“For the President of the United States is not only the many men listed in the official catalogue of his powers–he is also the nation’s chief educator, the nation’s chief persuader, the nation’s master politician. Where he leads, his party, his instruments, above all his relectant people, must be persuaded to follow.”
Published in 1961, Theodore H. White’s The Making of the President 1960 is the seminal work on the 1960 campaign and election season. While White certainly expresses his overwhelming enthusiasm for Kennedy, he does a wonderful job highlighting the internal workings of both campaigns and the changing demographics of American society. This is a rich and extremely well-written work, so I can only highlight a few aspects.
First, reading this work with the hindsight of the 21st century is heartbreaking, especially when White projects into the future with statements like, “unless he does this, so portend the election results of 1960, he will be dramatically vulnerable to Republican counterattack in 1964.”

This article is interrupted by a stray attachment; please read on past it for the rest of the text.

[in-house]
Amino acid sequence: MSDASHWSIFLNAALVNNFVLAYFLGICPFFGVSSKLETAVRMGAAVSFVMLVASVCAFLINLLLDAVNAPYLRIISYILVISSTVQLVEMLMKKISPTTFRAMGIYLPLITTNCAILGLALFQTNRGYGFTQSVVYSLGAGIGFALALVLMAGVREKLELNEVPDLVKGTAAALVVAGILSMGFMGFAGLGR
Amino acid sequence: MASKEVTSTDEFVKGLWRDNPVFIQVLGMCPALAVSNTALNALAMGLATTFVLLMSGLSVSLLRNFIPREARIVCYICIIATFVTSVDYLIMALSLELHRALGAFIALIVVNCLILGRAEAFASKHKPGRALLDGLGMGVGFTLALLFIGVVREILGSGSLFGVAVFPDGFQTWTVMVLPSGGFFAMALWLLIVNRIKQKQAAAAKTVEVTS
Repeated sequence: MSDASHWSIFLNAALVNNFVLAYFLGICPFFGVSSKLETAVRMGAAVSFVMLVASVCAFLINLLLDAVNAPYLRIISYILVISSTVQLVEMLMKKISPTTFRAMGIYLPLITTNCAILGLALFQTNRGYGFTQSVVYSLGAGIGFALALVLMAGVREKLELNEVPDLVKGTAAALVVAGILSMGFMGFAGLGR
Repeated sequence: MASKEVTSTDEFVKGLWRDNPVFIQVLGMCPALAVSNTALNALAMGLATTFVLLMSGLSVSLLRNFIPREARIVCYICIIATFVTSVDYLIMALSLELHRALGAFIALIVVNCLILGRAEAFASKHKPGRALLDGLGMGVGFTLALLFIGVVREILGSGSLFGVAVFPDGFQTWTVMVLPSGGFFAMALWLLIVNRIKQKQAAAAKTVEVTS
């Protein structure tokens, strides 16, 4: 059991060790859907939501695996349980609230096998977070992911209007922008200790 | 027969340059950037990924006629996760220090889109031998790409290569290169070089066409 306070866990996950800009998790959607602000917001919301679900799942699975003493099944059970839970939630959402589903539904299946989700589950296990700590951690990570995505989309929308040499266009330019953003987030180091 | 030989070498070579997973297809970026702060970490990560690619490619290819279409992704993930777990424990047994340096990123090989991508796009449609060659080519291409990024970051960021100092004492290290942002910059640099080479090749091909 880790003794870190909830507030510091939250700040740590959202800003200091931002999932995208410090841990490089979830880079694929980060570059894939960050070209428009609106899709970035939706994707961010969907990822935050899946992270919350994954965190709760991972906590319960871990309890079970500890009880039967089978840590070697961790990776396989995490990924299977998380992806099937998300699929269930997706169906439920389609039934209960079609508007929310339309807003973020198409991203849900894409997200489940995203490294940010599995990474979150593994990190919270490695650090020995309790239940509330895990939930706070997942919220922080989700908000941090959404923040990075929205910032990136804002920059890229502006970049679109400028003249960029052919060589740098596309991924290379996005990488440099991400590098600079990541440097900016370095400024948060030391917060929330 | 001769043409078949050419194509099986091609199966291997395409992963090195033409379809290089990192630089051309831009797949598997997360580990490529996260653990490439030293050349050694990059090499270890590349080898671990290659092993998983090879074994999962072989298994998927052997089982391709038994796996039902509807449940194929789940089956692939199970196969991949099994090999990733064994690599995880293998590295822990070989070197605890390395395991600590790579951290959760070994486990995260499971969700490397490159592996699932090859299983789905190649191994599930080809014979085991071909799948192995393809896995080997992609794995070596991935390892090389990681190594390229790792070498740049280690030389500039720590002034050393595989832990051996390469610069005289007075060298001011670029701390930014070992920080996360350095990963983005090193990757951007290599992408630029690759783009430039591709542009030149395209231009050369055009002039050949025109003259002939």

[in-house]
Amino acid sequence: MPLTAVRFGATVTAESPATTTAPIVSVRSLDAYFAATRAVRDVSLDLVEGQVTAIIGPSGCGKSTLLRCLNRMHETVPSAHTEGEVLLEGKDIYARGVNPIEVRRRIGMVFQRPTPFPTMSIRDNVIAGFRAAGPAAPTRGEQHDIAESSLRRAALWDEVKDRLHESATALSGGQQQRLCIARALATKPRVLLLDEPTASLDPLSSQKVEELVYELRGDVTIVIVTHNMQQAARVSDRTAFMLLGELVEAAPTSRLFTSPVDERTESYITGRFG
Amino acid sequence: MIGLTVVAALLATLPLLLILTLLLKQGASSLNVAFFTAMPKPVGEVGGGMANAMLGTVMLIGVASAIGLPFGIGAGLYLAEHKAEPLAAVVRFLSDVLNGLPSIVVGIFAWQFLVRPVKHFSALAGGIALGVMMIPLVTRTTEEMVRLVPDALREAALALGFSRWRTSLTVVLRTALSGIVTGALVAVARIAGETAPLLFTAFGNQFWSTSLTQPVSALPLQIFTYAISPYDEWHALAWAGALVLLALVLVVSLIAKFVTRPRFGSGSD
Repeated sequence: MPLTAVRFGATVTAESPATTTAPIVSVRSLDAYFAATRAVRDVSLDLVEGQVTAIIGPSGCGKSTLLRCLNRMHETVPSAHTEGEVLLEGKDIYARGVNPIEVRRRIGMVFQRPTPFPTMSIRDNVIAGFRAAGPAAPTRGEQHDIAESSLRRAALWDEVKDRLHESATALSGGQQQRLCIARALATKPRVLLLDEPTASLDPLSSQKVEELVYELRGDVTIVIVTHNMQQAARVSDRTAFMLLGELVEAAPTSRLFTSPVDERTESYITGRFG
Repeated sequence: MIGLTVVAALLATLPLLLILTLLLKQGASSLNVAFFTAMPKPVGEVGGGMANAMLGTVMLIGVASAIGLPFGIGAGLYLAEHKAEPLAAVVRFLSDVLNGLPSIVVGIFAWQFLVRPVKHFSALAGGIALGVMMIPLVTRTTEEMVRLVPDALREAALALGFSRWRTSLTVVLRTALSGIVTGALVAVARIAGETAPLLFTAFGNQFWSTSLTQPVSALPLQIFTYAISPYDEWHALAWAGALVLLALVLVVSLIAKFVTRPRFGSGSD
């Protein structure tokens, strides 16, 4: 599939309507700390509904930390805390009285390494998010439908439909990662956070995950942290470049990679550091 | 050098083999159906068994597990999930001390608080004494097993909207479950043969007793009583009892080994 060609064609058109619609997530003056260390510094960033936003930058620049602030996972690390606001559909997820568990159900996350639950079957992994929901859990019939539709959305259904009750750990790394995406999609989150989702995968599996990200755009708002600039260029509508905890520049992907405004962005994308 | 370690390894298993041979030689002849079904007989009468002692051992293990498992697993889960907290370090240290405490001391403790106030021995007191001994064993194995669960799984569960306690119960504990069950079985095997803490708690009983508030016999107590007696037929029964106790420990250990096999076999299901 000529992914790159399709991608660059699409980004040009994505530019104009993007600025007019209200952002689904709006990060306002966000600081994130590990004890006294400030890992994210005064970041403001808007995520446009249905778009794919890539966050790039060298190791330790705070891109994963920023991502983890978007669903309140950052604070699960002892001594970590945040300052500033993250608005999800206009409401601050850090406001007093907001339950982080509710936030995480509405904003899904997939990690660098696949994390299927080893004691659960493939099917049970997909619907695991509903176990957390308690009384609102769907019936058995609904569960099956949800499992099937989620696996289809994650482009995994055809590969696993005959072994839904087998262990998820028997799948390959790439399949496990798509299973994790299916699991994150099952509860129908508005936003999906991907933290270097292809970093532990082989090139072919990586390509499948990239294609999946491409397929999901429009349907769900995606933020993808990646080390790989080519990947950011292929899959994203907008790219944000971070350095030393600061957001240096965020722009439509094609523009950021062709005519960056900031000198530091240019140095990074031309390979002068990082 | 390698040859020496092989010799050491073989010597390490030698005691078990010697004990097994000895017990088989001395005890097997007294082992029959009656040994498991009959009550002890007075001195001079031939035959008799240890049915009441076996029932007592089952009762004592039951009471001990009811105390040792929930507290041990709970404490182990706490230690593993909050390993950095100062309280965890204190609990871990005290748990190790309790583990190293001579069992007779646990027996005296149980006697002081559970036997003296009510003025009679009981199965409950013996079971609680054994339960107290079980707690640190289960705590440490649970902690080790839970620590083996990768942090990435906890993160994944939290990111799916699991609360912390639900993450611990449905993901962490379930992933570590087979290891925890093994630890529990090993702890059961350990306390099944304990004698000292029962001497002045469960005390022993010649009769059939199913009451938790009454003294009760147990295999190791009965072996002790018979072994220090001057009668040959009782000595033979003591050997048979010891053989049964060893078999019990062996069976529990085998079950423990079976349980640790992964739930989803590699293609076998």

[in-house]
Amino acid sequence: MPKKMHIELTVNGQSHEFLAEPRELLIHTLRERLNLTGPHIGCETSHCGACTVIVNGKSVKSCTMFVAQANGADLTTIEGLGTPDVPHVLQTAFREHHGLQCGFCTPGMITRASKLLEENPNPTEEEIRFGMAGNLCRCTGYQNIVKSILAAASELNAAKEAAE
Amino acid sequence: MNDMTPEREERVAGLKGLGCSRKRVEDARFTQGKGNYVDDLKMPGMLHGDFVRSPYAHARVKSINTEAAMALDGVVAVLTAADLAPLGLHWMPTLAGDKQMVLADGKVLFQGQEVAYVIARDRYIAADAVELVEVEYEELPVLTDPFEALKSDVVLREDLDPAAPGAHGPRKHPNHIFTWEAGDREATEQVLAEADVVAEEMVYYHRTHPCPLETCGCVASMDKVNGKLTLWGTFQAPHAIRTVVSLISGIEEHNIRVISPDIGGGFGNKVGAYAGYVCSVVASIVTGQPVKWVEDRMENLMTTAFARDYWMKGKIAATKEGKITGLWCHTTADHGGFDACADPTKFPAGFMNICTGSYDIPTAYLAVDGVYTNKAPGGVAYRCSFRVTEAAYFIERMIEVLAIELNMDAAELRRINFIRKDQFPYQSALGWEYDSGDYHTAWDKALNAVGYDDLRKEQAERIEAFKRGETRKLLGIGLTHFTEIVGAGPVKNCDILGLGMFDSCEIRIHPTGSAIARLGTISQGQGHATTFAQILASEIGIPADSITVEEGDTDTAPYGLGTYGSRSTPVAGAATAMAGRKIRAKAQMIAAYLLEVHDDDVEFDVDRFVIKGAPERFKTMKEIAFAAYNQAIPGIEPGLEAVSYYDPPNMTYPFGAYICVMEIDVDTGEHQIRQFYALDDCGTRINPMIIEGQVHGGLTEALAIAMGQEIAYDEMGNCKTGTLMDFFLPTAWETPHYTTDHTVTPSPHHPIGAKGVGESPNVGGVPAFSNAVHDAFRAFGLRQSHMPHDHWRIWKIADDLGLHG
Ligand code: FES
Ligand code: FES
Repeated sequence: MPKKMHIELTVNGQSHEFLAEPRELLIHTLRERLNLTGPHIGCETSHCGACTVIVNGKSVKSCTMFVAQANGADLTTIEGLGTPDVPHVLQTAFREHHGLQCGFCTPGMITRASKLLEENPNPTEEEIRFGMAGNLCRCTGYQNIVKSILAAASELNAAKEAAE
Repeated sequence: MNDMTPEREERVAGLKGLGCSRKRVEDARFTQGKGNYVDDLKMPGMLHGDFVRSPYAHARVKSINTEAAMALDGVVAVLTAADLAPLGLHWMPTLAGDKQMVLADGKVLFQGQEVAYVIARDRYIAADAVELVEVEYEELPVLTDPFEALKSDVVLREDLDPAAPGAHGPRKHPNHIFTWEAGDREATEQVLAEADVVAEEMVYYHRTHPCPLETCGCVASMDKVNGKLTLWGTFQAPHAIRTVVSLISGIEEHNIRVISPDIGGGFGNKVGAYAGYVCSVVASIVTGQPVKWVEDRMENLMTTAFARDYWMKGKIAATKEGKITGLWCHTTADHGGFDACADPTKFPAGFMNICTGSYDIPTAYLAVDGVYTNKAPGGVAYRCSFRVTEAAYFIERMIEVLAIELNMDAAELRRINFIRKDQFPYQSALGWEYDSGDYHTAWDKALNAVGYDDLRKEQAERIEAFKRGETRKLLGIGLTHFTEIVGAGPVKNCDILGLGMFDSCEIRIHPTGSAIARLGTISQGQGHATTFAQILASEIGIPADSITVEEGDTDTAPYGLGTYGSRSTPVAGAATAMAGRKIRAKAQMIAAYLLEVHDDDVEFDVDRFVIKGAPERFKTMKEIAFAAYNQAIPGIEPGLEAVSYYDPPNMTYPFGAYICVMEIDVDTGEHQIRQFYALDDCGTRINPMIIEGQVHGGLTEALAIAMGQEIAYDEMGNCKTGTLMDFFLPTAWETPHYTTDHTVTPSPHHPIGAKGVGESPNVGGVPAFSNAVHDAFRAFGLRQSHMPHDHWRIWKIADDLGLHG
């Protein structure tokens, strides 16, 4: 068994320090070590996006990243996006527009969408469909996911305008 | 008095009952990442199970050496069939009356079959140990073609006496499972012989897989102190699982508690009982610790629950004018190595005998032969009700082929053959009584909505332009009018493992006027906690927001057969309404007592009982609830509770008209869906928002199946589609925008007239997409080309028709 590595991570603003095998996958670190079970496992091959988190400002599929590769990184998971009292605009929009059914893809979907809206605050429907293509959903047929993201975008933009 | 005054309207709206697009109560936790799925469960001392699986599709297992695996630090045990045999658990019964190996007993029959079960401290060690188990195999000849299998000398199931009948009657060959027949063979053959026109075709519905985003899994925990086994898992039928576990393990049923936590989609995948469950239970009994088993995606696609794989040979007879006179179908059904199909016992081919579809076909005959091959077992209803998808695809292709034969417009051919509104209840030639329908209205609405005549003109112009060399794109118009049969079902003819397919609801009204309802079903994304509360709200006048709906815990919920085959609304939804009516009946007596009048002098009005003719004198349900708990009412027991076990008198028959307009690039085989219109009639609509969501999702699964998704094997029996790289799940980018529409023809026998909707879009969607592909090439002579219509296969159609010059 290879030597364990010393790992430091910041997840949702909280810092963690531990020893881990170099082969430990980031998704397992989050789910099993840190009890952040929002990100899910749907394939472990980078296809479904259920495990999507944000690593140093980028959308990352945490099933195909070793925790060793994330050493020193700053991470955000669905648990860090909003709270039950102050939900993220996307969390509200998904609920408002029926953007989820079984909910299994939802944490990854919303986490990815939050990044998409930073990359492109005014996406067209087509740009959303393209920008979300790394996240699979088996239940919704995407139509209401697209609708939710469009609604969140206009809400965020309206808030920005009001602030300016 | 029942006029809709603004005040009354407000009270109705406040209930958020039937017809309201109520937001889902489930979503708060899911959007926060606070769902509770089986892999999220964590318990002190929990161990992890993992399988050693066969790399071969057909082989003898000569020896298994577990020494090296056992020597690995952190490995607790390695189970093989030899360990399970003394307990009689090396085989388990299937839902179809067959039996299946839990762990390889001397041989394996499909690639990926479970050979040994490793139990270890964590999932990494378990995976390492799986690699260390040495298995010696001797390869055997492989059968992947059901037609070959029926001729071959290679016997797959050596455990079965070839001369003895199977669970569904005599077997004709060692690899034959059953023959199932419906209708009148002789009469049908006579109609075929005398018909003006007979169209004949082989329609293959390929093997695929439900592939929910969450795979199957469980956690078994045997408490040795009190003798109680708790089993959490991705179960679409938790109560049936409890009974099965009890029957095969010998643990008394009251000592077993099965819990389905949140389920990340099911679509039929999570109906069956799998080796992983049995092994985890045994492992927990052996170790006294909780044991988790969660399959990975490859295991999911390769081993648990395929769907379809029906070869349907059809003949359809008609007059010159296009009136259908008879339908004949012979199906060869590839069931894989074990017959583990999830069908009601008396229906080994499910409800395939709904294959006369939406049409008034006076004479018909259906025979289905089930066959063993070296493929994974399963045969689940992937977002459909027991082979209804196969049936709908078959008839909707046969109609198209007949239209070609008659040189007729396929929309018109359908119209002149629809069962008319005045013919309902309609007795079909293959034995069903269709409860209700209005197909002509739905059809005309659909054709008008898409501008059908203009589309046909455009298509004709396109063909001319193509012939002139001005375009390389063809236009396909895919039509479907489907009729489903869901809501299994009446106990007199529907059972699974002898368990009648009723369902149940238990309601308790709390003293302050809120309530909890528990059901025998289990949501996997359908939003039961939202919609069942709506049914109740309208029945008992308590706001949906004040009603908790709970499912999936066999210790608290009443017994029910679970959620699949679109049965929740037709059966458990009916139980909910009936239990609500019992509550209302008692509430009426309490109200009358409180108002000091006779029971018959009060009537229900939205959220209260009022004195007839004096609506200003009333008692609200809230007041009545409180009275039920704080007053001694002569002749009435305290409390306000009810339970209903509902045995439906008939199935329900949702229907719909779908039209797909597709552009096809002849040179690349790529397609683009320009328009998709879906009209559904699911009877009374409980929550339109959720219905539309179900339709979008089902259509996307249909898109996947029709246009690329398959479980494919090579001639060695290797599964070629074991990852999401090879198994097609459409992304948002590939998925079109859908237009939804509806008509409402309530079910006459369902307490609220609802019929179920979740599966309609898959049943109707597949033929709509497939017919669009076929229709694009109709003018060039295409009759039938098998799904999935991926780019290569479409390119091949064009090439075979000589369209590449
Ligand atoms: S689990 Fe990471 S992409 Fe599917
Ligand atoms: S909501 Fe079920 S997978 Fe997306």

Second, it is amazing to see how dramatically the demographics of the American electorate have shifted since 1960. White lists the Southern states that went for Kennedy (Louisiana, South Carolina, Texas, etc) versus the states that were solidly Nixon (Illinois, Michigan, Minnesota, Wisconsin, Ohio). It makes you realize how much has changed both in America and in our two major parties.
In my favorite chapter White describes at length the sea-change in American demographics discovered in the 1960 Census (primarily with the emergence of the suburb and the death of the cities). Just one fun fact is that in 1950 11% of Americans owned a television whereas in 1960 88% owned one. He uses these statistics to highlight how critical the televised debates were to the election. And yes, he discusses those pesky debates!
Finally, I found fascinating his descriptions of the party conventions and how they served as sites of contestation rather than the crownings they now seem to be. I can’t think of a single convention in my voting life where we didn’t already know the name of the heir-apparent. Part of this is decided by the primary system, which was much more limited back then, but it made me long for a convention process that is actually contested, heated, and full of real debate. Heck, maybe I would actually watch them then.
This is a fantastic work to read in light of our recent election and perfect for anyone interested in the Kennedy-Nixon election as well as the continuing drama of American Presidential politics.